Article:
Posted in Crime and Punishment

Bloody and brutal, Tudor Punishments…

Pressing

This was a very cruel way to die and it was used to convince a prisoner who refused to give a plea of innocent or guilty to change their mind. If no plea was given then a trial could not take place. Pressing took place inside prisons like Newgate or the fleet. The accused was laid on a table and had another table put on top of them. Then lead, rocks and weights were put on until they either decided to plea or were crushed to death.

The prison guards or ‘Keepers’ fed the victim with ‘Three morsels of barley bread without drink for the first day and as much filthy water as they like if they survived to the next day.

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Posted in Crime and Punishment

Why did Anne Boleyn REALLY have to die?..

The execution of Anne Boleyn has been portrayed in so many books and films that it is easy to forget that she was once a real breathing human being and not just a character in a play. Unlike us, Anne did not know the end of her script until the cold morning of 19th May 1536 and for her it must have been a terrifying and shocking end.

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Posted in Tudor London

London’s heart of stone? Excalibur? King Arthur’s sword in the stone? What is the London stone?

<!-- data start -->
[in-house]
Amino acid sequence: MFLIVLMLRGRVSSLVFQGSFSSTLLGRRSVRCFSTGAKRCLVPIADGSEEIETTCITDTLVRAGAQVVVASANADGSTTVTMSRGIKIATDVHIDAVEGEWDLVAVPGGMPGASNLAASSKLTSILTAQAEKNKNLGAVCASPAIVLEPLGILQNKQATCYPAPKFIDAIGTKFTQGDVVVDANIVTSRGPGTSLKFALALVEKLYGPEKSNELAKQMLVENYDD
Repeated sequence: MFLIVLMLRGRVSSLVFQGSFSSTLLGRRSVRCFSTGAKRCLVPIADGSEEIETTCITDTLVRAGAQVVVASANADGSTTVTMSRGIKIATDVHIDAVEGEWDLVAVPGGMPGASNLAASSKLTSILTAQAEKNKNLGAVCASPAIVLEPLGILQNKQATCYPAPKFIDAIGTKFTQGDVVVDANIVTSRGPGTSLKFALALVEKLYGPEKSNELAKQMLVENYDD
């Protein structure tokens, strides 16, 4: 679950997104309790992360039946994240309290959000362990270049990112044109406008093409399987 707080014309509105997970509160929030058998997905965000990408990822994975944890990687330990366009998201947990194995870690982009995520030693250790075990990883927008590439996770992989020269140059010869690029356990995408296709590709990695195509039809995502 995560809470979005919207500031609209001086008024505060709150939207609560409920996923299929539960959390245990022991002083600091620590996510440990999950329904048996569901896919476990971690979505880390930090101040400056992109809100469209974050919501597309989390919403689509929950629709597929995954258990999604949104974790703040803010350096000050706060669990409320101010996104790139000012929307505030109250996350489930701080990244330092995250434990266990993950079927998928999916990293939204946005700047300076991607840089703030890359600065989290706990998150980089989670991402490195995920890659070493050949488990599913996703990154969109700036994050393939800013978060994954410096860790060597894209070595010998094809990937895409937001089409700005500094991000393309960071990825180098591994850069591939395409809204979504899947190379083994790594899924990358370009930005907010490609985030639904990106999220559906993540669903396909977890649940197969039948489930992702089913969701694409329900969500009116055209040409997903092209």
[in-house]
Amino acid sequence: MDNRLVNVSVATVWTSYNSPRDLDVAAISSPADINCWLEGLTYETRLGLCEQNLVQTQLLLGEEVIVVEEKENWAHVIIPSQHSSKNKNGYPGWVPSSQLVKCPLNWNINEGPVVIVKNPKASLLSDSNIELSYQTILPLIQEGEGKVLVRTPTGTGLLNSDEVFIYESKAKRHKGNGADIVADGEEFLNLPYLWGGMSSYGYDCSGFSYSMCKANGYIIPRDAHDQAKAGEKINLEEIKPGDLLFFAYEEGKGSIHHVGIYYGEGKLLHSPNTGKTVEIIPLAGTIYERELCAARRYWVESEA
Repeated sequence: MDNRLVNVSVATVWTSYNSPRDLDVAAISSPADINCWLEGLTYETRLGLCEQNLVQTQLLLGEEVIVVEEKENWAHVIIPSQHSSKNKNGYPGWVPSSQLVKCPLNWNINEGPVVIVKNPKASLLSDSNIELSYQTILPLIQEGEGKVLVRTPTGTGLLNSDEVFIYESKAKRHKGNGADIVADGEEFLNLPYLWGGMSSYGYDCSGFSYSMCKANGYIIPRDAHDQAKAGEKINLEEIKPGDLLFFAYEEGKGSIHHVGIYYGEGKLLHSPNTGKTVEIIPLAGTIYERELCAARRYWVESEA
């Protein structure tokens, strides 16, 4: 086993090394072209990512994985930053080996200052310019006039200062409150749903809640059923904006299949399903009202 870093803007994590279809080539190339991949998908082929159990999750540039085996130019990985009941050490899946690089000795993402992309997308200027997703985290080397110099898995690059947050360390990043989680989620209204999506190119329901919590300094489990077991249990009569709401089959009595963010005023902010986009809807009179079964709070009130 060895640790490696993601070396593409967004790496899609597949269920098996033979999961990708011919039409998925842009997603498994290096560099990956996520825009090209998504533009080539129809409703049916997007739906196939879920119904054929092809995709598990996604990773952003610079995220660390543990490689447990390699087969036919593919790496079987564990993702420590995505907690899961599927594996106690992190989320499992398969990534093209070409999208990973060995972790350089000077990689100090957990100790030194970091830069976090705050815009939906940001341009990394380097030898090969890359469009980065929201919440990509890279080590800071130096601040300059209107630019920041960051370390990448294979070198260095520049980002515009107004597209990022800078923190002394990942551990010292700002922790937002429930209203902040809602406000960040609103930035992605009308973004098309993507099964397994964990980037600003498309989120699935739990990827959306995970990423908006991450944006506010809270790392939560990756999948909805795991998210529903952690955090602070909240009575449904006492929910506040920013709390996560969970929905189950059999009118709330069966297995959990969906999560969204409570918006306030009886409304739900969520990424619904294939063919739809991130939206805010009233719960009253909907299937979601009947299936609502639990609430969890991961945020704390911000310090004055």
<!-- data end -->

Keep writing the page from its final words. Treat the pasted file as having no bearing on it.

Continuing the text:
The London Stone was originally situated on the south side of medieval Candlewick Street (Now Cannon Street) opposite the west end of  St Swithins church. This was very close to the homes of Henry VII’s financial agents Edmund Dudley and his next door neighbour Richard Epson. Both  were falsely executed as traitors in 1510 and were Henry VIII’s first scapegoats for his father’s unpopular policies.

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The square marks the spot on the Agas map

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Posted in Crime and Punishment, Tudor

Places of execution in Tudor London and their positive affect on Britain today…

For centuries Speakers corner in Hyde park has been the place where Londoners have stood on boxes and practised their right of free speech. Today some speakers talk complete nonsense to make the crowd laugh, others tell smutty jokes and some shout their political or religious views to the London crowd who boo or applaud.

I remember walking through this area as a child and being fascinated by its strange atmosphere and the strong feelings of the speakers and listeners.

It was on this site close to Marble Arch where the infamous Tyburn hanging tree once stood and it was at the foot of these gallows that the tradition of free speech began.

It was at Tyburn that condemned prisoners gave their last speech on the gallows before their death making the area an ideal place for public debate and discussion. From this hanging tree culture speakers corner evolved into what it is today and the right of free speech was born.

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